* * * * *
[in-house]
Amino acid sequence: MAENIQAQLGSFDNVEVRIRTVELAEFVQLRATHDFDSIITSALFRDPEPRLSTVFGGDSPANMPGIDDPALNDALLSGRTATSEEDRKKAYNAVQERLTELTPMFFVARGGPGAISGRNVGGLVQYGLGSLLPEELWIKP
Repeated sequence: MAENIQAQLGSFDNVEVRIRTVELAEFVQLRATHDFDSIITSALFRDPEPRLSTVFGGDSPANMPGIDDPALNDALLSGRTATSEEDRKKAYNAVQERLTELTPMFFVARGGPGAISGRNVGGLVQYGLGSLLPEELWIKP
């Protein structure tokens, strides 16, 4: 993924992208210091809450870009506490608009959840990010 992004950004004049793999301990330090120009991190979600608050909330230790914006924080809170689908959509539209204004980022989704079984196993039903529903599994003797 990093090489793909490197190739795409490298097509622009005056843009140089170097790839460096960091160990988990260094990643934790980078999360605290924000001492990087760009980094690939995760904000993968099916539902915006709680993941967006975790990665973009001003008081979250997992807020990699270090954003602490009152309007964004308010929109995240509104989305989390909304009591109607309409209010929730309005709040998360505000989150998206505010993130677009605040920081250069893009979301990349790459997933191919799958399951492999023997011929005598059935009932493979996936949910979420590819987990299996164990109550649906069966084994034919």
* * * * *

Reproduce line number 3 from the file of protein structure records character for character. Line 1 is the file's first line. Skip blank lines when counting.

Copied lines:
Repeated sequence: MAENIQAQLGSFDNVEVRIRTVELAEFVQLRATHDFDSIITSALFRDPEPRLSTVFGGDSPANMPGIDDPALNDALLSGRTATSEEDRKKAYNAVQERLTELTPMFFVARGGPGAISGRNVGGLVQYGLGSLLPEELWIKP